Programming in Java (Fall 2014)
Course: Programming in Java (320341)
Instructor: Jürgen Schönwälder
TA: Stiv Klaud Sherko
Thursday 17:15 - 18:30 Lecture Hall Research III
Friday 17:15 - 18:30 Lecture Hall Research III
Start: September 4th, 2014

Java is an object-oriented programming language which is very widely used for the development of applications running on the Internet, and in particular electronic commerce applications. Java has some unique features such as platform independence and a very rich set of reusable class libraries. This course introduces the core language and the most important core Java packages.

Course Materials:
2014-09-04 2014-09-05 Introduction, Fundamental Structures
2014-09-11 2014-09-12 Object Oriented Programming
2014-09-18 2014-09-19 Object Oriented Programming, Arrays
2014-09-25 2014-09-26 Packages, Exceptions
2014-10-02 2014-10-03 Inheritance, Access Modifiers, Polymorphism, Interfaces
2014-10-09 2014-10-10 Collections, maven
2014-10-16 2014-10-17 junit, I/O, Streams, Reader, Writer, Serializable
2014-10-23 2014-10-24 Threads, Locks, Callable, Future
2014-10-30 2014-10-31 Network Programming, Event Handling
2014-11-06 2014-11-07 Swing User Interface Components
2014-11-13 2014-11-14 Spring Framework: Dependency Injection and Aspect Oriented Programming
2014-11-20 2014-11-21 Relational Database Access (JDBC, Hibernate)
2014-11-27 2014-11-28 Introduction to Android
2014-12-04 2014-12-05 Java Hacks and Wrap Up
2014-09-19Assignment #1Factorization of numbers using long and BigDecimal
2014-09-26Quiz #1Fundamentals
2014-10-10Quiz #2Packages, Exceptions, Inheritance, Access Modifiers, Polymorphism, Interfaces
2014-10-17Assignment #2Scotland Yard: Where is Mr. X? (
2014-10-24Quiz #3Collections, Streams, Reader, Writer
2014-11-13Quiz #4Concurrency, Event Handling
2014-11-14Assignment #3Scotland Yard: Play the Game.
2014-12-02Assignment #4Scotland Yard: Watch the Game.
2013-12-07Bonus AssignmentScotland Yard: Move smart.
2013-12-13Final Exam16:00 - 18:00, Lecture Hall Research III (closed book)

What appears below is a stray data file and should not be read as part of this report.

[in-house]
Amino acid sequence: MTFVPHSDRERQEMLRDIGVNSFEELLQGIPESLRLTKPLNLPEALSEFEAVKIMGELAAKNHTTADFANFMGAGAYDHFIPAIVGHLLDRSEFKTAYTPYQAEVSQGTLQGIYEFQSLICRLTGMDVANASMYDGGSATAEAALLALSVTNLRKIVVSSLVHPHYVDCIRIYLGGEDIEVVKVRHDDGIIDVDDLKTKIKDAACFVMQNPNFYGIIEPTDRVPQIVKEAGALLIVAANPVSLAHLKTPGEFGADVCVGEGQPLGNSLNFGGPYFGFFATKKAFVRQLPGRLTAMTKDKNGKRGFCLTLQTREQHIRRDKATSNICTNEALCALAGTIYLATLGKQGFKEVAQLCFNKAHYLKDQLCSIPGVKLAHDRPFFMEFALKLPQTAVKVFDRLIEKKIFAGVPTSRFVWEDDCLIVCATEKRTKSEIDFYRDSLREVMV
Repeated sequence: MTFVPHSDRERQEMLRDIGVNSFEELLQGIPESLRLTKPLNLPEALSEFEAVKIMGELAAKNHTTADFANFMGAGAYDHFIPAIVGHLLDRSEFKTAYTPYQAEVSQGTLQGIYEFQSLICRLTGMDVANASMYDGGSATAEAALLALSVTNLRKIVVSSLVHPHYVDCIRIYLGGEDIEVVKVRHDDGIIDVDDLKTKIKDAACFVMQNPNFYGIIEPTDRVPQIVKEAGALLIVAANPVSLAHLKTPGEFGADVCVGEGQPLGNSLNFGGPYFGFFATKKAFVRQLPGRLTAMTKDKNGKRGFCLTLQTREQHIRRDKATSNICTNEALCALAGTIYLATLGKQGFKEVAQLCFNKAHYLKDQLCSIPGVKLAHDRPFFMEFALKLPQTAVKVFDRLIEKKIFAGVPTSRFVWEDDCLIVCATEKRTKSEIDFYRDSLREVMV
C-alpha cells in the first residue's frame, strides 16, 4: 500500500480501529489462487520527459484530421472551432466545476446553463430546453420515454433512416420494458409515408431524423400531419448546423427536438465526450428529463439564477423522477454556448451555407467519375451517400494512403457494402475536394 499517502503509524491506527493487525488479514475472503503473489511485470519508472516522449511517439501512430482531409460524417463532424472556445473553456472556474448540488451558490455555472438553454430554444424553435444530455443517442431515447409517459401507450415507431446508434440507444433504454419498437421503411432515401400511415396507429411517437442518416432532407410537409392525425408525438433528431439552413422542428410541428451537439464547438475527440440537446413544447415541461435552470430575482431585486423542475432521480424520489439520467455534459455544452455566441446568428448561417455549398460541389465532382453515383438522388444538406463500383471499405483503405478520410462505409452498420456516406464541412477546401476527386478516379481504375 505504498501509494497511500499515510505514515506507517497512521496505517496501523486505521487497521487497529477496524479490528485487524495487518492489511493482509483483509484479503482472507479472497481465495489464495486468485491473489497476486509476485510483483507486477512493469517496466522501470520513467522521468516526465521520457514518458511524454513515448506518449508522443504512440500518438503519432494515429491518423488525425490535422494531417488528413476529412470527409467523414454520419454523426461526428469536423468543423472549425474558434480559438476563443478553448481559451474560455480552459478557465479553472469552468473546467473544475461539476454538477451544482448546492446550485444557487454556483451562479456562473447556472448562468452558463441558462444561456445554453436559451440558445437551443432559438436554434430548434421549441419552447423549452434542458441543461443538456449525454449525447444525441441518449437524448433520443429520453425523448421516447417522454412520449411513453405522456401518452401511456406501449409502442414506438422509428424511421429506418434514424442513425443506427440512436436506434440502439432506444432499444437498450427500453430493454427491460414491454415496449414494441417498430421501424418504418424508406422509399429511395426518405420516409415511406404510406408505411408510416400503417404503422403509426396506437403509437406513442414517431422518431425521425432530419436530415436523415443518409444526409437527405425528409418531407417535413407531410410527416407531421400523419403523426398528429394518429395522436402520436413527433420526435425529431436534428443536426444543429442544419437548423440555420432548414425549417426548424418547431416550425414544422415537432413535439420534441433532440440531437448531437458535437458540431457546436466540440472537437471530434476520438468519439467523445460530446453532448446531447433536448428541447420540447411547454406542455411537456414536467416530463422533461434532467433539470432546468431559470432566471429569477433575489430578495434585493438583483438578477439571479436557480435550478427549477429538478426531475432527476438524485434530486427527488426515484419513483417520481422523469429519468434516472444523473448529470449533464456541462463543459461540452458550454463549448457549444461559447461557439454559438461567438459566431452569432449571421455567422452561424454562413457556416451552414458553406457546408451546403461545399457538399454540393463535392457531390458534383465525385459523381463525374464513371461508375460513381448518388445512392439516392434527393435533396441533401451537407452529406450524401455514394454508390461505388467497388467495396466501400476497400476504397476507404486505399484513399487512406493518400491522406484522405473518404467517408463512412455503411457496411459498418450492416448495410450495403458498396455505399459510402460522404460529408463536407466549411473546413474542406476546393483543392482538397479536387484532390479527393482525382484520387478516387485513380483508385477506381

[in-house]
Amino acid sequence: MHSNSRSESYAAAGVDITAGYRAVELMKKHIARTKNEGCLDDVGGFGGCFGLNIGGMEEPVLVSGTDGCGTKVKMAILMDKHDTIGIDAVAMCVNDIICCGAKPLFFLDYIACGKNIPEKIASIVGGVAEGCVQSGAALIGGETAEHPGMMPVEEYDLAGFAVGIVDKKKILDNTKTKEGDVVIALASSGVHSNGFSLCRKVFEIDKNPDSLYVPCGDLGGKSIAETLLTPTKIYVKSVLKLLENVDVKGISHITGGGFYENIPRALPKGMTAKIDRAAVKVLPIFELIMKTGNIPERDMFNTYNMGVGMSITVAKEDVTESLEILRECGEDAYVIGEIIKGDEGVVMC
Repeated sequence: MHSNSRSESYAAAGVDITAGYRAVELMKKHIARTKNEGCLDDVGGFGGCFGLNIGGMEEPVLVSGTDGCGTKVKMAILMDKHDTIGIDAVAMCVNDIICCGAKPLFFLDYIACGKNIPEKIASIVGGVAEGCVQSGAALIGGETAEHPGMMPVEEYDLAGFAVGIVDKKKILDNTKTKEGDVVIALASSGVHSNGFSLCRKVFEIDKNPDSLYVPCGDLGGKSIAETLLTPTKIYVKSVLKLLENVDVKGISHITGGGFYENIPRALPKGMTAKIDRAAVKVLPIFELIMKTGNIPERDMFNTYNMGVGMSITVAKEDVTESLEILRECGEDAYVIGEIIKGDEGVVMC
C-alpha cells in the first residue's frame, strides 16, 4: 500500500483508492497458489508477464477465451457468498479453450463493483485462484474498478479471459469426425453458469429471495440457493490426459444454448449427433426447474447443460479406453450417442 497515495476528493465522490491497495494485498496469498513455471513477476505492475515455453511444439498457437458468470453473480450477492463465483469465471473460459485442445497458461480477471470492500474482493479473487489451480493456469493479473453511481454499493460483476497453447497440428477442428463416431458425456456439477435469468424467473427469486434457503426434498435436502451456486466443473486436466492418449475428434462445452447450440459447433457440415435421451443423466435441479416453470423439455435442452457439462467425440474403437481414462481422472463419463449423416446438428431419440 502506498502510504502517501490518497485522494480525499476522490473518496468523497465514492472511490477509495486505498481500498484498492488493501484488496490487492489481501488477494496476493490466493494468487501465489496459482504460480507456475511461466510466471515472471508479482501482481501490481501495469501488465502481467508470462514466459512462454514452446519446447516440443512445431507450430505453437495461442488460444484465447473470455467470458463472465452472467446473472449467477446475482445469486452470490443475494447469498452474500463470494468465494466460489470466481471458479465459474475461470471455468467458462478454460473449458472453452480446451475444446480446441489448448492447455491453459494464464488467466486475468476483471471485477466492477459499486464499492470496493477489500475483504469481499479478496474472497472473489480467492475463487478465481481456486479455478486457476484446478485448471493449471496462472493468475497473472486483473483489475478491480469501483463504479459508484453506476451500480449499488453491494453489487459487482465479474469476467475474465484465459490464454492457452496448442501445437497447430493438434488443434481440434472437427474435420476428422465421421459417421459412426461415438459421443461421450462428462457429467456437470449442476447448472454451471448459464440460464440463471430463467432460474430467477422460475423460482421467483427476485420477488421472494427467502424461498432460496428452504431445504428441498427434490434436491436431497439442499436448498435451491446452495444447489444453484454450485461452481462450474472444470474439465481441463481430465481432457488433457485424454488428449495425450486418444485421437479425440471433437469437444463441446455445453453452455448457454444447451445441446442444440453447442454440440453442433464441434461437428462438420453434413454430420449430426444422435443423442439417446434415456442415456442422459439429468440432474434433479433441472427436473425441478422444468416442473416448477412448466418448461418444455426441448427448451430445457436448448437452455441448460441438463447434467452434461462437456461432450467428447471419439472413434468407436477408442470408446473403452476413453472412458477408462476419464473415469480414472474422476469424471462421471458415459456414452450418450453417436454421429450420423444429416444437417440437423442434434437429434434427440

The final grade is made up of the final exam (35 %), biweekly quizzes (35 %) and some homework assignments (30 %). It is required to submit the solution for homeworks assignments electronically. Homeworks may need to be defended in an oral interview.

Solutions must be submitted via the grader. Late submissions after the deadline will be penalized. For every hour late, you will lose 10% of the points. We account an additional bonus of 15 minutes for electronic submissions (you know how well email sometimes works). This means, a solution received up to and including 1 hour late (01:15) will lose 10%, a solution received up to and including 2 hours late (02:15) will lose 20% and so on. If we receive more than one submission, we will pick the last one.

Any programs which have to be written will be evaluated based on the following criteria:

  • correctness including proper handling of error conditions
  • proper use of programming language constructs
  • clarity of the program organization and design
  • readability of the source code and any output produced

Source code must be accompanied with a README providing an overview of the source files and giving instructions how to build the programs. A suitable Makefile is required if the build process involves more than a single source file.

The policy on makeup quizzes and exams is the following: To be able to get a makeup, you have to either (a) have an official excuse from the registrar's office or (b) approach me well in advance of the quiz/exam with a very good reason for not being able to participate (e.g., because you take a GRE computer science subject test at the day of a quiz). Furthermore, I require that people take action to immediately contact me when they return to campus or recover from illness so that we can fix a date for the makeup. Once a week has passed, I do not feel obliged to offer a makeup anymore.